Thus, the off-axis illumination of the present invention provides light reflected from the first surface of the mirror 22 angularly onto the feature. Depending upon the angular disposition of the fiber optic bundle 24, it is possible to provide bright or dark contrast of the feature being observed relative to the specimen. It is believed that the refraction of the light in the material caused by the lighting system directs the necessary rays of light into the entrance pupil of the objective lens 16. By controlling the angular position of the fiber optic bundle 24, refraction is used to obtain bright or dark contrast of the transparent features.
Once the features have been identified, a machine vision system can be used to map the features and to prepare the specimen for positioning by the support 18 for laser cutting.
A system to view transparent features with similar refractive indices in polymer wave guides was constructed according to the present invention. A conventional microscope with a 0.35 numerical aperture achromatic objective lens was modified to incorporate a lighting system as described above. The system was incorporated with a laser system for preparing inputs and outputs on the wave guides by identifying features in the six micron size range. The information obtained by viewing with the microscope was incorporated with a machine view system which, in turn, positioned the wave guide and laser relative to one another for further processing of the wave guide.
Although illustrated and described herein with reference to certain specific embodiments, the present invention is nevertheless not intended to be limited to the details shown. Further, various modifications may be made in the details within the scope of the invention as defined in the following claims.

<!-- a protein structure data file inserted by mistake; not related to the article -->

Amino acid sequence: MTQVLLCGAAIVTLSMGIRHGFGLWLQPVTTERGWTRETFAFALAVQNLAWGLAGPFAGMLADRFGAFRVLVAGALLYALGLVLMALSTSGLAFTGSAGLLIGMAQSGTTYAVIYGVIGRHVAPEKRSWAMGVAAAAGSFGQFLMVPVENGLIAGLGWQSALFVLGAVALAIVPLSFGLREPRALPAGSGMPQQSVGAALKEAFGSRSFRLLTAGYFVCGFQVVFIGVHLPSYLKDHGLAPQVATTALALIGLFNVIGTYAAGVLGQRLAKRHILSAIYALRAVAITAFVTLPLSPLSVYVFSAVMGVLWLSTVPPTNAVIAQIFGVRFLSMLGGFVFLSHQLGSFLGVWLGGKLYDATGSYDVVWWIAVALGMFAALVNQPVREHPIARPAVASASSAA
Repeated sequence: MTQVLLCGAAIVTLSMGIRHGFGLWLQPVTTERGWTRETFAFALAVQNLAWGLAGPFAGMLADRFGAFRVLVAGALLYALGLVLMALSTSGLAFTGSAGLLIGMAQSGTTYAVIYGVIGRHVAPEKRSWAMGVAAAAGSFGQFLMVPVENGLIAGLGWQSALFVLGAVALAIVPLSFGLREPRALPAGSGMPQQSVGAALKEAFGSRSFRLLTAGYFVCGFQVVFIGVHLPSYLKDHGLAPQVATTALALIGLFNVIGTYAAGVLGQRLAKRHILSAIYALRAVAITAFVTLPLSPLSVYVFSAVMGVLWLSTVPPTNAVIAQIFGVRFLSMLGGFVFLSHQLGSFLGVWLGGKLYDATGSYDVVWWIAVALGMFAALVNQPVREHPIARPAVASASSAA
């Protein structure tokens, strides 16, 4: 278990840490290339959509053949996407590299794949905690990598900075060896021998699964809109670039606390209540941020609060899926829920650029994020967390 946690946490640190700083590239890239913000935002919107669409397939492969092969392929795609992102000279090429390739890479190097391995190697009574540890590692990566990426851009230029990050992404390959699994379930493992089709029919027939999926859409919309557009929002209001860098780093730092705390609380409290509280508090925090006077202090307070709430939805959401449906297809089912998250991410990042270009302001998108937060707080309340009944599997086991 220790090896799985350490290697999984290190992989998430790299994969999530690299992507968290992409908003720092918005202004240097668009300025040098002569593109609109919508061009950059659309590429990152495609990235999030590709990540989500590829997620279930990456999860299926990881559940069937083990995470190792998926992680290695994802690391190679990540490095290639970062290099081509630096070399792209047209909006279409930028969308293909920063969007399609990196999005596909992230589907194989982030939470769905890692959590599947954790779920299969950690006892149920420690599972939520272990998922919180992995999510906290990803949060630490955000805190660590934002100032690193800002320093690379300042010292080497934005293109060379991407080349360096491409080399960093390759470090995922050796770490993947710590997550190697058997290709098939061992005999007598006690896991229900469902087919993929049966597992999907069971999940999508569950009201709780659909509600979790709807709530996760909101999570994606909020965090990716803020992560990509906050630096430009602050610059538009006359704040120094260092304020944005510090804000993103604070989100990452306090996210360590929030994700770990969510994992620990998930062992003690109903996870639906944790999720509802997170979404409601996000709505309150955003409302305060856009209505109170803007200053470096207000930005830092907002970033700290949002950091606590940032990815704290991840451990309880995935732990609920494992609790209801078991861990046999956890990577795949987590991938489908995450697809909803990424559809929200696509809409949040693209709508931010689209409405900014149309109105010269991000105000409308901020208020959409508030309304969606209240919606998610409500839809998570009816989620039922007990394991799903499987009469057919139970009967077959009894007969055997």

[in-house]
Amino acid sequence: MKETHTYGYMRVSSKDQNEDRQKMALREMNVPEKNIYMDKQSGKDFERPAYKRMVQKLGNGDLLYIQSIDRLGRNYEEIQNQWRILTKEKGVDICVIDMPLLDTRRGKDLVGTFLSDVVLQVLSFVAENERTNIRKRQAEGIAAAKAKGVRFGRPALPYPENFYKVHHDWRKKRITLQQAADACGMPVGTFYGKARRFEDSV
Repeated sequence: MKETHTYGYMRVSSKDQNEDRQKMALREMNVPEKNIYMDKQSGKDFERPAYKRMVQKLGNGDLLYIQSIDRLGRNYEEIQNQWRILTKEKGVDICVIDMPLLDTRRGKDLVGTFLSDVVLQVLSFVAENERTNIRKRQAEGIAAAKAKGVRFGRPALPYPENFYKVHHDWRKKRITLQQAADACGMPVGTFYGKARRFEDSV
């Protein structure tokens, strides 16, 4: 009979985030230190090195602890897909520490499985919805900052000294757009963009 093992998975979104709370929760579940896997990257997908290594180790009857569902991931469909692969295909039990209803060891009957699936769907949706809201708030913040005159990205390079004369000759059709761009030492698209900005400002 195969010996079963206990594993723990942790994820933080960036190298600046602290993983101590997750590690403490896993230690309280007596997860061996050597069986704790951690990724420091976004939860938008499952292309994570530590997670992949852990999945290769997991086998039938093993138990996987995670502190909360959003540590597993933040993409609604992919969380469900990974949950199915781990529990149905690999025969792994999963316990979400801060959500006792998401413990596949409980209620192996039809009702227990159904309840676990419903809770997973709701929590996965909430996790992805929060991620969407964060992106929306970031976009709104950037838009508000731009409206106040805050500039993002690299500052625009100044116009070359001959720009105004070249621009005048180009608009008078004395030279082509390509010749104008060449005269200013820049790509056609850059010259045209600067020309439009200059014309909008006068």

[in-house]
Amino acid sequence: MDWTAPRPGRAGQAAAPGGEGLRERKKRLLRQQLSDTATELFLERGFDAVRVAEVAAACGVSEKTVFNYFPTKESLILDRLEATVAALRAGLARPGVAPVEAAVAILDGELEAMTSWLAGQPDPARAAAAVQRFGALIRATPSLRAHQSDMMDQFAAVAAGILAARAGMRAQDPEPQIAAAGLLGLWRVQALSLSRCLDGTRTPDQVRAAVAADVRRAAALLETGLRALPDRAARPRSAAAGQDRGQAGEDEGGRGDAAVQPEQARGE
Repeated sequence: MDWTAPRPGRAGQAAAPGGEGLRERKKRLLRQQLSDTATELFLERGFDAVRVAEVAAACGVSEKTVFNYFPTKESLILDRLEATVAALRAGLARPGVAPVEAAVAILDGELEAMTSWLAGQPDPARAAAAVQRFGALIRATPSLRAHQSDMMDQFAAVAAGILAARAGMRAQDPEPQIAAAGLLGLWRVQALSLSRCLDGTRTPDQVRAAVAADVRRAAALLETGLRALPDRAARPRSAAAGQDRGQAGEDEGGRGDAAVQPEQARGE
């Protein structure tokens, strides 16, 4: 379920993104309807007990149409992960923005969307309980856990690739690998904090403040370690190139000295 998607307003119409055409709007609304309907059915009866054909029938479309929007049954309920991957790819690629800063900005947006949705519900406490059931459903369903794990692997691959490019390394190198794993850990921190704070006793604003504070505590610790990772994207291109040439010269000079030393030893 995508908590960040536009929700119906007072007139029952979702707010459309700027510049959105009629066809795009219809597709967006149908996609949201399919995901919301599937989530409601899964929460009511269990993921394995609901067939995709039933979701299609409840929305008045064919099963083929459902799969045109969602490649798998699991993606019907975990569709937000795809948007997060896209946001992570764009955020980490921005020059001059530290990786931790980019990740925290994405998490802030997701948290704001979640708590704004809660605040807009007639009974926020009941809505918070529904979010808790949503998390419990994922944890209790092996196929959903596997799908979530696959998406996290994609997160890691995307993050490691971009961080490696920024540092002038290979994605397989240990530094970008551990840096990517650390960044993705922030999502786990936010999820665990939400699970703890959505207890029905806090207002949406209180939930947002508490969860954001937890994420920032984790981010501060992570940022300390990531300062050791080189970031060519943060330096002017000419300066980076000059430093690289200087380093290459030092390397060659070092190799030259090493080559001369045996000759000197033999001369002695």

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|1||"Fundamentals of Optics" by Jenkins & White McGraw-Hill, 1976, pp. 602-603.|
|2||*||Fundamentals of Optics by Jenkins & White McGraw Hill, 1976, pp. 602 603.|
|Citing Patent||Filing date||Publication date||Applicant||Title|
|US7796328||Jun 11, 2007||Sep 14, 2010||Carl Zeiss Microimaging Gmbh||Laser scanning microscope with illumination perpendicular to the optical axis|
|US20030231537 *||Mar 11, 2003||Dec 18, 2003||Stark Donald C.||Single-clock, strobeless signaling system|
|US20080068710 *||Jun 11, 2007||Mar 20, 2008||Carl Zeiss Jena Gmbh||Arrangement for microscopic observation and/or detection and use|
|U.S. Classification||359/385, 359/386, 359/387|
|Jun 26, 1997||AS||Assignment|
Owner name: INTERNATIONAL BUSINESS MACHINES CORPORATION, NEW Y
Free format text: ASSIGNMENT OF ASSIGNORS INTEREST;ASSIGNORS:COBB, JOSHUA MONROE;FLORENCE, ROBERT FRANCIS, JR.;ZIEMINS, ULDIS ARTIS;AND OTHERS;REEL/FRAME:008652/0617;SIGNING DATES FROM 19970408 TO 19970410
|Aug 8, 2000||CC||Certificate of correction|
|Feb 5, 2003||REMI||Maintenance fee reminder mailed|
|Jul 21, 2003||LAPS||Lapse for failure to pay maintenance fees|
|Sep 16, 2003||FP||Expired due to failure to pay maintenance fee|
Effective date: 20030720